Interviews Are Auditions. Welcome to Showbiz
Interviews are auditions. Welcome to showbiz. Interviews
Those who are skilled in positioning and packaging themselves for interviews-as-auditions are the ones hired.
Those who might be the best qualified but don't know how to play the right part for the right audience with just the right confidence [not arrogance] could remain unemployed.
So, how do you shift from approaching interviews in a purely professional manner to transforming them into brilliant performance art or acting? Here are some tips:
Create presence. The interview room is a stage. It's your responsibility to blend your facial expressions, body language, eye contact, and words to hold the attention of your audience. No, you don't want to dominate them. What you do want to do is make an electric connection. As with all acting, this might require practice. That's why shrewd job searchers grab every interview they can as dry runs.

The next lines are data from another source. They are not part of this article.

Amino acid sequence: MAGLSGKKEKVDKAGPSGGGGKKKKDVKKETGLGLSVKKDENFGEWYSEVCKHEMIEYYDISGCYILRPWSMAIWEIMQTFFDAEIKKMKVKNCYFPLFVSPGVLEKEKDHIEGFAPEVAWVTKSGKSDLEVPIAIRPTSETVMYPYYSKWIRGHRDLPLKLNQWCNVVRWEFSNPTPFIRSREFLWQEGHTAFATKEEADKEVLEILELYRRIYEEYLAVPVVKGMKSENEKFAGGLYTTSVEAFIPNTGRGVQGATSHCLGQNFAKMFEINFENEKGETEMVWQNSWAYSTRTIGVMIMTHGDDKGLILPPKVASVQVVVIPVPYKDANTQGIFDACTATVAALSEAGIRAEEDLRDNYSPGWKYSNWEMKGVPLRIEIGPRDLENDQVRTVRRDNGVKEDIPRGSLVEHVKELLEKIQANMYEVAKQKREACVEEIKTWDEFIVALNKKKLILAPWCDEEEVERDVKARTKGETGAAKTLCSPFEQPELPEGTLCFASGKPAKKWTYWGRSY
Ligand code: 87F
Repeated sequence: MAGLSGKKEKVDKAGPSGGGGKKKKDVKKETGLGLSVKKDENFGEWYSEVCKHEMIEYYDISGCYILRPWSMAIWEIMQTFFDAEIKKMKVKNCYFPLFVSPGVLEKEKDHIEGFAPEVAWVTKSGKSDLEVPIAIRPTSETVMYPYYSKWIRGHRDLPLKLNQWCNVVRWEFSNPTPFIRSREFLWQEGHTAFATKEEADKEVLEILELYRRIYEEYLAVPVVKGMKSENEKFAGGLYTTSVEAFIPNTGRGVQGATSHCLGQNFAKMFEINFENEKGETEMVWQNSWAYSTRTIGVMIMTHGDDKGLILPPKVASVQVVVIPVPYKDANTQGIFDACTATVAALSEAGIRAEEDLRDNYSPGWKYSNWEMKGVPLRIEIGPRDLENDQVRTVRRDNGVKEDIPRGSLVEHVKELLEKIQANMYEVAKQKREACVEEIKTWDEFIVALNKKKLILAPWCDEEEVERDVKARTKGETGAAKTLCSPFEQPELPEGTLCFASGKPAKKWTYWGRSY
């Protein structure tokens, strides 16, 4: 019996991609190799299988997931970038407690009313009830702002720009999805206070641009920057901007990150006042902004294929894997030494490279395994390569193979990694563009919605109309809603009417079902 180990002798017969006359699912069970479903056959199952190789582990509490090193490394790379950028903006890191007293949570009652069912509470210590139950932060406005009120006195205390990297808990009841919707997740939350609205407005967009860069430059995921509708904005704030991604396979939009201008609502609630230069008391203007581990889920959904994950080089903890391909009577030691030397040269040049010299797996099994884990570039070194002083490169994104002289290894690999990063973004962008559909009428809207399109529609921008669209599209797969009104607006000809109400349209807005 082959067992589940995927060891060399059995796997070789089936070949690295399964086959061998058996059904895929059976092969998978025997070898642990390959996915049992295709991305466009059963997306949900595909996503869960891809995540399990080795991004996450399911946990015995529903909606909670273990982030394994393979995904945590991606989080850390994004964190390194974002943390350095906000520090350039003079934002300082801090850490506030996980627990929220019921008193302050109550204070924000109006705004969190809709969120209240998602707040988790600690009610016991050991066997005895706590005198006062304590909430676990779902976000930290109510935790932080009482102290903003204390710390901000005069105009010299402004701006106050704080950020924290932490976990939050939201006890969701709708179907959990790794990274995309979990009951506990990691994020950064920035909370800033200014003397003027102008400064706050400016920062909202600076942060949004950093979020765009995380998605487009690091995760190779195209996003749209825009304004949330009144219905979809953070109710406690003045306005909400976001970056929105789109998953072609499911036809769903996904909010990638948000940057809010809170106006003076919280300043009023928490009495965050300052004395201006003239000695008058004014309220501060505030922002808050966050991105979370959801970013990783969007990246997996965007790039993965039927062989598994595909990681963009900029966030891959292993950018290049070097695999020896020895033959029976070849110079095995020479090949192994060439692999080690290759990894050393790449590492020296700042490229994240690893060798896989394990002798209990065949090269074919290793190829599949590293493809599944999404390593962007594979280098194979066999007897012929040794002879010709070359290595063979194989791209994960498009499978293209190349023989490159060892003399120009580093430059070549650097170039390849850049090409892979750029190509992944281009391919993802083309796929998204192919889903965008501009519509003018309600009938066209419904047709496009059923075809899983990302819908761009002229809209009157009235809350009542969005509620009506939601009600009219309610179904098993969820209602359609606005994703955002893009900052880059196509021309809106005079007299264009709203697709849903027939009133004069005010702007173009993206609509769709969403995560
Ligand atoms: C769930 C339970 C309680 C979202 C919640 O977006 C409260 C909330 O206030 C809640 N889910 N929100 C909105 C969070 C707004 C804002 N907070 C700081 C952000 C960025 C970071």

- Keep 'reading' audience. Great actors keep making modifications to their performance, based on the signals they are picking up from the audience. That's why it's a handicap to go in with a set script. Rather, jot down points that you consider a priority to communicate. If the interviewers seem interested in your background in sales when you're applying for a job in coordination, then shift over to that topic. They may have another opportunity in mind for you.
- Forget yourself. Be totally attuned to the interviewers, not focused on yourself. Self consciousness handicaps your ability to be on the same page with those doing the hiring. Athletes call this ability being "in the zone." Saint Francis of Assisi called it "self forgetting." Part of that is showing gratitude for the interviewers' interest in you. Express that explicitly. An attitude of gratitude can make that group part of your network, even it it doesn't hire you. The door is open for other kinds of pitches in the future.